This flexibility is essential to Cinetic's success. "While Chicago 10 and The Ten have a higher profile, we see Manda Bala and On the Road with Judas as cases of filmmakers that we hope will be heralded as discoveries and word-of-mouth driven sales," said O'Keefe, who declined to discuss more specific strategies for this year's slate.

By the time Sloss and Co. depart for Sundance, they are a "well-oiled machine," said John Hart, head of Hart Sharp Entertainment, who has worked with Sloss on numerous projects, including Boys Don't Cry and PS. "Everyone gets on the plane together. His team knows what's screening when, what's likely to be bought, what isn't. It's like traveling on a campaign plane."

In Park City, the Cinetic team is ubiquitous, gauging reactions from potential buyers and trying to assemble deals. Fox Searchlight's senior VP of acquisitions, Tony Safford, wrote in an e-mail to The Reeler that the reason that Sloss is able to create such buzz for his movies has to do with a naturally occurring symbiosis: "The best films generally gravitate towards him and his association gives them an extra high profile."

Meanwhile, as Sloss seeks out potential buyers, he arms his clients with a bounty of information. Cine, a proprietary database, keeps a tally of which distributors have been to see the film and what their interest is, while Cinetic's researcher runs "comps," creating several revenue streams for each film so clients can properly evaluate possible deals. Though all Cinetic executives field offers, Sloss is always the negotiator. And his reputation is legendary -- even infamous.

"People know going into a deal with John that there's going to be some bloodshed," said Vachon, with more than a hint of admiration. Sloss added that his literal grasp of the worth of each of his projects is what gives him his edge. "We have a true sense of the value of the film within negotiations," he said. "Honestly, that's something distributors aren't used to."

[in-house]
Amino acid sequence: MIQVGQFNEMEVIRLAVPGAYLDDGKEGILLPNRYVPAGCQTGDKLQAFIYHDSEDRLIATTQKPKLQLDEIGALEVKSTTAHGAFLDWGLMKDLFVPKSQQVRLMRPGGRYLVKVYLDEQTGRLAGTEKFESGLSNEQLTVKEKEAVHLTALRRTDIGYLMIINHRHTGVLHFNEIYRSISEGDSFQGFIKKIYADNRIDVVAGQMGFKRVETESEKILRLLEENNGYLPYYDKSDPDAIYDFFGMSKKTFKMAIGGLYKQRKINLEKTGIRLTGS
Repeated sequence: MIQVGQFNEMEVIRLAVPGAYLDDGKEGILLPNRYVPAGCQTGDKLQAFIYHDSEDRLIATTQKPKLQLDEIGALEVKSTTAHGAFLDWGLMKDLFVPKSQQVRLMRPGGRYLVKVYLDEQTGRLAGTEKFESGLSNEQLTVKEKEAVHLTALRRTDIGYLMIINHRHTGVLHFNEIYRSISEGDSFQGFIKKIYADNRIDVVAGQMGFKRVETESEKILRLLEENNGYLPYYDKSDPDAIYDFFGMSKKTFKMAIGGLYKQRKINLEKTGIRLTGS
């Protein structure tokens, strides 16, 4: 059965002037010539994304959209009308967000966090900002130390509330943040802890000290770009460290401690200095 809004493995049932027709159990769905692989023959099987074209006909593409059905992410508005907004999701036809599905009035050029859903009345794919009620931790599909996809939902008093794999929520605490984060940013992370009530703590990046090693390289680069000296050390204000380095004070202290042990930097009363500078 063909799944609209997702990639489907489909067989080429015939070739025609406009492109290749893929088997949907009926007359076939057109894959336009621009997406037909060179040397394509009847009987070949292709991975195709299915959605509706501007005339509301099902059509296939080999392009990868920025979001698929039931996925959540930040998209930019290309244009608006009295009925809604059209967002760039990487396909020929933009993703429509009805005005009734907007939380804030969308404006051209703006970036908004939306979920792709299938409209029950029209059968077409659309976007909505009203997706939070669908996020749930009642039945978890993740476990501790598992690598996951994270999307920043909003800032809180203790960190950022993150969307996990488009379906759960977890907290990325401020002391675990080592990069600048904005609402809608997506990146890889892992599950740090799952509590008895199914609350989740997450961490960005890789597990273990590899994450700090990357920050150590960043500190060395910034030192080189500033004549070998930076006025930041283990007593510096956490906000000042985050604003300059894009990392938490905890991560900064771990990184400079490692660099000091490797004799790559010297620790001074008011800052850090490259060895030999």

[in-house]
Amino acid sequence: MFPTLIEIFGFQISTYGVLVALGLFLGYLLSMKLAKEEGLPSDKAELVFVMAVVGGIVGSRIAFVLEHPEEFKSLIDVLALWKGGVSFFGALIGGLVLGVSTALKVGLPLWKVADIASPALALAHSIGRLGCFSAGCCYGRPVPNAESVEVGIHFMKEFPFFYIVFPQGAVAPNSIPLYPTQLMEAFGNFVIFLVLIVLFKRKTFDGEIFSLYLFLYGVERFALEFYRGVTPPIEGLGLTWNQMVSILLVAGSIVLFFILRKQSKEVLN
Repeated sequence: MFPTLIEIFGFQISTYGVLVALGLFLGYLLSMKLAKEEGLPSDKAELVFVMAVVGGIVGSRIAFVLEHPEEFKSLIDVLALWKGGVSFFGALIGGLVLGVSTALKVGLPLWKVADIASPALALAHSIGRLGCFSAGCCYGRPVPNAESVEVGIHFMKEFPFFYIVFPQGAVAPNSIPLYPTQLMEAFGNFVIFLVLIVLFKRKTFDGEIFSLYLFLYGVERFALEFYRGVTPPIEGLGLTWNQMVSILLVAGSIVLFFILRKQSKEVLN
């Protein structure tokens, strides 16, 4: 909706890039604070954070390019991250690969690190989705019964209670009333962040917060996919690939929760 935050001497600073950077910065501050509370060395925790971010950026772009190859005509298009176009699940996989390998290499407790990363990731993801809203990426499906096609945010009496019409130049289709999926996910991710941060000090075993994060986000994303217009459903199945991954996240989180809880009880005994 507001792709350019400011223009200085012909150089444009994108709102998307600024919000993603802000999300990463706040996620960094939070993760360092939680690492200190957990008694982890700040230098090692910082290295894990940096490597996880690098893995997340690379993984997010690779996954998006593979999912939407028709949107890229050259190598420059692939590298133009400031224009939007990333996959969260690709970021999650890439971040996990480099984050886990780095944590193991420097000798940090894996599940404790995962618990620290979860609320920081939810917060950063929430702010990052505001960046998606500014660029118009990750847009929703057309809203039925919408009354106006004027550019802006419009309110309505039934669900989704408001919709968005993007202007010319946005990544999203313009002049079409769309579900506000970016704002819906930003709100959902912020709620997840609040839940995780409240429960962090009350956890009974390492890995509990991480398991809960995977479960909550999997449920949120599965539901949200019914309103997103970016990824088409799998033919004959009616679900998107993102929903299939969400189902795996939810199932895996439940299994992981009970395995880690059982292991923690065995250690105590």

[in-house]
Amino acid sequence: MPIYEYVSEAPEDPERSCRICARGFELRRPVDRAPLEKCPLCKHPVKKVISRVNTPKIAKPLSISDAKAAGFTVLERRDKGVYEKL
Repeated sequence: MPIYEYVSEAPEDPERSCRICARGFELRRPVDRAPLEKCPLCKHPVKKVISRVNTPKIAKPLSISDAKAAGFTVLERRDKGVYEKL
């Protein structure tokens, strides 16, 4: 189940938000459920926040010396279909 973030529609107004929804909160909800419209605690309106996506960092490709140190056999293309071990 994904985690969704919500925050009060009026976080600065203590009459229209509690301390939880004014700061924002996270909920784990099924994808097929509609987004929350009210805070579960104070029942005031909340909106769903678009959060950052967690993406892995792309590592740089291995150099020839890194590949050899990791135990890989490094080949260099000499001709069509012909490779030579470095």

Safford recalled last year's grueling negotiations for Little Miss Sunshine as a prime example of Sloss' dealmaking mastery. Having crunched the numbers -- and after the film had been greeted to an overwhelmingly positive reception at its initial screening -- Sloss knew he had a hit on his hands, so he used his leverage to get everything he could. "It took all night," Safford recalled. "It started in late evening and it ended when the sun came up," When it was over, Fox Searchlight had paid $10.5 million for the film's worldwide distribution rights -- a Sundance record. (It has since grossed nearly more than $86 million internationally.) Sloss insisted the rest of the deal is even better ("The devil is in the details," he said), but Safford said that he respects Sloss' hardball tactics. "If John can extract a price, he will, but we don't begrudge him that," he wrote. "It's his job to try to get it. No one's holding a gun to our head. ... Even while being aggressive, he knows the parameters of dealmaking: which points to push on; which are less significant; and which matter to his clients. In the overheated environment of Sundance, this is very important."

For his part, Sloss insists that his job is about more than simply data. "We're very dedicated to the idea that it's not just an auction," he said, adding that he often encourages filmmakers to take a deal that offers a better back-end or to sign with a distributor who will know how to market their film. Ultimately, he claimed his aggressive tactics "are fueled by a feeling of righteous indignation on behalf of the filmmakers." If an immediate sale does not emerge for a more difficult, less mainstream project, Sloss will stick with it until he finds the right deal. With the Duplass brothers' dark comedy The Puffy Chair, Sloss persisted for a year after the film's 2005 Sundance premiere until he finally brokered a complex distribution arrangement between Roadside Attractions and Netflix.

As Safford said, "If I were on the other side and I was selling a film, I'd want John representing me."